For someone traveling alone and for the first time in Hong Kong, this is organization is a relief. It is also worth to mention that the entire place is generous with the road signages, so basically, you won’t get lost as long as you read directions. And yeah, it pays to know your routes and where exactly you are going! 😀

So with that in mind, here are the 5 things I believe are the best qualities of public transportation in Hong Kong that makes it worth commuting:

1. The public transport is efficient

The MTR (Mass Transit Railway) is certainly one of the most efficient ways to get around, and has a certain number of trips everyday that follows a pre-determined schedule.  It should also be noted that it is made up three different train systems: the underground (subway), overground and light rail. MTR includes the Airport Express.

Buses are also easy to find with the terminus having sufficient signs on where to find the ones going to your destination. There are different buses that caters to passengers to and from the airport during the day (A) or night (N).

Taxis and minibuses are also easy to find.

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2. There is no need to prepare exact change every time

Get acquainted with the Octopus Card. This is a rechargeable smart card that can be used on the MTR and most other public transport. It also allows you to make purchases in various shops, such as supermarkets in the city. It costs HKD150 and can be returned for a HKD37 refund at the airport. And oh, you can have this reloaded at any 7-11 shops around Hong Kong. When getting into the bus or through MTR counters, all you need to do is swipe. There is really no need to keep counting pennies when you commute.

If you prefer to pay with cash, make sure you have exact change as most types of transportation in here don’t hand you the change for fares.

3. It is remarkably convenient

You go out of your hotel, and you can easily find a taxi or wait at the bus stop. The buses and trains also come on time and with a short interval between them. 18818325_10208957529521583_93447055_o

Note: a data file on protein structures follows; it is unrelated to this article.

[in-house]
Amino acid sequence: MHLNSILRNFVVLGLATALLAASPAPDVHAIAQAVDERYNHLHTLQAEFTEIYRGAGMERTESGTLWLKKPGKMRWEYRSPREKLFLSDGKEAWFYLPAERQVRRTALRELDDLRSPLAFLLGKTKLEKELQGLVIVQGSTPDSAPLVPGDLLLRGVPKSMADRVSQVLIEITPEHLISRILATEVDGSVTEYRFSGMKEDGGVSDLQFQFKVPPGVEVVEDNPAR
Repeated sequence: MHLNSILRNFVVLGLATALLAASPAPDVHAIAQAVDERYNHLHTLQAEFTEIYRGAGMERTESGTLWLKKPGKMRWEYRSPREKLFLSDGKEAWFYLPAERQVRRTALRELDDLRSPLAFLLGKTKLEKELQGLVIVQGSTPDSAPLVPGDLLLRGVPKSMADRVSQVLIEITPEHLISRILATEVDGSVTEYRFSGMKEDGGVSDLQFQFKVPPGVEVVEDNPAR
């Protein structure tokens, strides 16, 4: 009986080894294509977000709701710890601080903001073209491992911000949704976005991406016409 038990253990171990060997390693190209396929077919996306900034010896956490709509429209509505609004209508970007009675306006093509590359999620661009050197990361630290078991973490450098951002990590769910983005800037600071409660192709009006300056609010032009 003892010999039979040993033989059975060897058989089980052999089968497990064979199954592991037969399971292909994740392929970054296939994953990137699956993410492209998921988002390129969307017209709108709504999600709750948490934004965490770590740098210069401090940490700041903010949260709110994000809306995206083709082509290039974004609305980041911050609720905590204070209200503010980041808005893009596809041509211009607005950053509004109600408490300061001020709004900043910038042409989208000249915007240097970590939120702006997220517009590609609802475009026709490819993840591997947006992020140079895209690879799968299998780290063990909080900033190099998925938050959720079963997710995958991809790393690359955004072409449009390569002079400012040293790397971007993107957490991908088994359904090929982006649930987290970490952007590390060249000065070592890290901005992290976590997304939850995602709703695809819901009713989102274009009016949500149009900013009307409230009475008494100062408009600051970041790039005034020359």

When you live near the MTR stations, going to and fro is easy, and even if you are quite on a distance from these points, the underground pedestrians going to the trains offer shelter from the rain and the sun in the humid Hong Kong weather.

In most cases, despite the crowded trains, you can get a seat. I think it’s not worth the stress to try to fight for a seat since the travel time is swift and commuters get off quite quickly than you expect. Most likely, you only need a short walk when you transfer or get off,  and this is actually the only moment you have to pay attention to where you’re going.

4. The public transport is surprisingly comfortable

When you take the train during the peak hours, expect that it will be crowded to airtight.  Since most people prefer to take the public transportation to go places (work, school, etc) anticipate the flood of people who will compete for space. During this period, most likely, you will stand along with many other commuters that didn’t seem to mind the limited breathing space.  If you happen to take the train when everyone else is still at the office, then it is likely that you will have it for yourself, really. Empty trains can be usual here too.

The leg room and seats for both the taxis and the buses are what I like the most. Nothing beats the happiness of a commuter than being able to stretch his/her legs and lean on the comfortable seat while in transit, right? Buses going to and from the airport also have their own luggage storage by the entrance, so when you decide to take a good look of the city on the upper deck of the bus, you need not carry the heavy bags with you. And yeah, don’t worry, there is a monitor upstairs that lets you see if your bag is still in place 😉

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5. Trains and buses are generally on time

It can really be easy to complain about trains that are late by five minutes, but the Hong Kong trains are worth calling the marvels in motion. So basically, you can calculate how much time you exactly need to reach your destination. The public address system in the MTR stations also enables the commuters to adjust their pace going to the train doors. I mean, yeah, they literally run from their drop-off point to the pick up area when they have to change trains.

Buses don’t get to halt at every bus stop unless you press the “STOP” button to signal the driver you are to get off at the next point. So, basically, there is less waste of time.